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The Concept of a Virtual Server

Oracle RAC Cluster Tips by Burleson Consulting

This is an excerpt from the bestselling book Oracle Grid & Real Application Clusters.  To get immediate access to the code depot of working RAC scripts, buy it directly from the publisher and save more than 30%.


The concept of a virtual server is a very significant feature in a failover cluster that allows smooth and seamless connectivity to clustered computing resources or services by client applications.

To users and clients, connecting to a database or service running as a clustered virtual server appears to be the same as connecting to a single, physical server. In fact, any node in the cluster, but usually the primary or surviving node, can host the connection to a virtual server. The user or client application will not know which node is actually hosting the virtual server. As shown in the Figure 3.8, the Virtual Server is an addressing mechanism for the client connections.

Figure 3.8: Cluster Access by using Virtual Server

Server clusters manage the virtual server as a resource that is mapped to the IP address or network name. Application client connections to a virtual server are made by a client session that knows only the IP address that the cluster service publishes as the address of the virtual server. The client view is simply a view of individual network names and IP addresses.

For example, in a typical database cluster having two physical nodes, each with distinct IP addresses, the cluster server configures an additional IP address, usually termed as virtual server or host. This virtual host always maps to the active node in the cluster where database service is provided.

Failover Process

Whenever there is a failure in the primary node, and the application or database is in disabled function, the failover process begins as initiated by a script or agent. Fail-over in host-based database system usually includes the following steps in sequential order.

* Detecting failure by monitoring the heartbeat and checking the status of resources.

* Reorganizing cluster membership in the Cluster Manager.

* Transferring disk ownership from the primary node to a secondary node.

* Mount the file system on secondary node.

* Starting database instance on secondary node.

* Recover the database and rollback uncommitted data.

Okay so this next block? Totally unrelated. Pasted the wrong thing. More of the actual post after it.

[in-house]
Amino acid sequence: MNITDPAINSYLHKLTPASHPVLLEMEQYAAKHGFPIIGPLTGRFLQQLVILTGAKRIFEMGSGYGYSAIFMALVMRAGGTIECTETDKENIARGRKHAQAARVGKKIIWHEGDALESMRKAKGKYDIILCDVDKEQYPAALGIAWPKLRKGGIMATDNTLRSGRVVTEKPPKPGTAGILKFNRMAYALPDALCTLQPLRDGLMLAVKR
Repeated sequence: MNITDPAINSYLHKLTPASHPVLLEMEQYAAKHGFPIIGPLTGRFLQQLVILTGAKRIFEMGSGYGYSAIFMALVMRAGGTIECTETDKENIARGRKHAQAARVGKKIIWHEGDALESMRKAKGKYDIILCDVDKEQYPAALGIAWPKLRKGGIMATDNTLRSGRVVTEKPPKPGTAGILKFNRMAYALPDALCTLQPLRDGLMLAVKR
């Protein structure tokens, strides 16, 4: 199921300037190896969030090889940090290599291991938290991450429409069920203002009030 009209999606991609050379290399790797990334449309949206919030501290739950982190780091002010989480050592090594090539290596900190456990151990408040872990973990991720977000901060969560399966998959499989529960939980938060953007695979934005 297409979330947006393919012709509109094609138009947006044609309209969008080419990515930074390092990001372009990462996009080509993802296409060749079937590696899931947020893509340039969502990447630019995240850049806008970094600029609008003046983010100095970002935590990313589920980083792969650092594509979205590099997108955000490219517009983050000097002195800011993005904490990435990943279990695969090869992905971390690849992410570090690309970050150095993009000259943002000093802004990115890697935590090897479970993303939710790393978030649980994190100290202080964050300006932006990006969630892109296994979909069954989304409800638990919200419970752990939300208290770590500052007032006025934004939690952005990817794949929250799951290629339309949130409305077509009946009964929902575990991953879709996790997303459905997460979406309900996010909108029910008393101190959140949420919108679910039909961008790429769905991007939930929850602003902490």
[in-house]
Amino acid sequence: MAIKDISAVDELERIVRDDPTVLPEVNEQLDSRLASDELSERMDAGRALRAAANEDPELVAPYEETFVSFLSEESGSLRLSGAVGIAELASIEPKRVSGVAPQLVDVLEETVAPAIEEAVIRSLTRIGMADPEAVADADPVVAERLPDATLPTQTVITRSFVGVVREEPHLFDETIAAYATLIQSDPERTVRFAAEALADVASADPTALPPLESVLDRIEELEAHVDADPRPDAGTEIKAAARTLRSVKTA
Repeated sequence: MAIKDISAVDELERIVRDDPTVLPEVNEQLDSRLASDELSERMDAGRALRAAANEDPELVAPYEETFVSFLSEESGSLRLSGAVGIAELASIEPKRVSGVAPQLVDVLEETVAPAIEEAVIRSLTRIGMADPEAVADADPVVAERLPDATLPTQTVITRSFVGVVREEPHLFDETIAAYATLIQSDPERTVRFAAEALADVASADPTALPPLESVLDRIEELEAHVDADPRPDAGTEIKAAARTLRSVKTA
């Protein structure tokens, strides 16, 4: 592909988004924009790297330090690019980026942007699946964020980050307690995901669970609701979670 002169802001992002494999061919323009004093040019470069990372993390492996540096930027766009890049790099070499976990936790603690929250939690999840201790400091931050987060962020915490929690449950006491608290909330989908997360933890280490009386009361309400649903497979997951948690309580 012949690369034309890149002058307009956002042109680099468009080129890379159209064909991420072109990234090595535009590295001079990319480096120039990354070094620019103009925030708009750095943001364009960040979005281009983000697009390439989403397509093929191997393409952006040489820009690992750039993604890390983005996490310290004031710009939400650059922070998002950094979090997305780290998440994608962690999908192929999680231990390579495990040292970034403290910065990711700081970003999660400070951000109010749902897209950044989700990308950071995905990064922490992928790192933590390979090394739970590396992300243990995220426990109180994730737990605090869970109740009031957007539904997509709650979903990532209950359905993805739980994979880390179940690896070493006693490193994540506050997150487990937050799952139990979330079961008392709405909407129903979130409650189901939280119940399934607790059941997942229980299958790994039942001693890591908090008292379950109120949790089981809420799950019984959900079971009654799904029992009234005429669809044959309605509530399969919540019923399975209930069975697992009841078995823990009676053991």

* Reestablishing client connections to the fail over node (database)

The following are examples of how a typical resource group is configured in a Veritas Cluster server and Microsoft Cluster service.

Examples:

Veritas Cluster Server (VCS), Service Group is the basic unit of fail over. Service group fails over to backup node when failure occurs at the primary node. Service groups consist of related resources that work together to deliver database service to clients. Service Groups allow the monitoring and controlling of service availability as a whole, as opposed to the individual items (servers, disks, software, etc.) The failure of one critical item in the service group will cause the entire group to fail over to another system.

In Oracle database implementation within the framework of Microsoft Cluster Service (MSC), the Cluster Group includes the following resources:

One or more virtual addresses, each of which consists of an IP address and network name:

* The Oracle database server

* All disks used by the Oracle database

* A Net8 (or SQL*Net) network listener that listens on the virtual address (or addresses) of the group for connection requests to the databases in the group

* An Oracle Intelligent Agent configured to use one of the group?s virtual addresses (if Oracle Enterprise Manager will be used to manage the database)

The Cluster group is the basic failover unit in case of MSC. Oracle provides failsafe manager tools to configure and manage Oracle database service failover with in MSC framework.

The above examples demonstrate that the database instance has been freshly started after required resources are online. It is a mutually exclusive condition in which the database instance resides on a primary node or on a backup node.

 


This is an excerpt from the bestselling book Oracle Grid & Real Application Clusters, Rampant TechPress, by Mike Ault and Madhu Tumma.

You can buy it direct from the publisher for 30%-off and get instant access to the code depot of Oracle tuning scripts.

http://www.rampant-books.com/book_2004_1_10g_grid.htm


 

 
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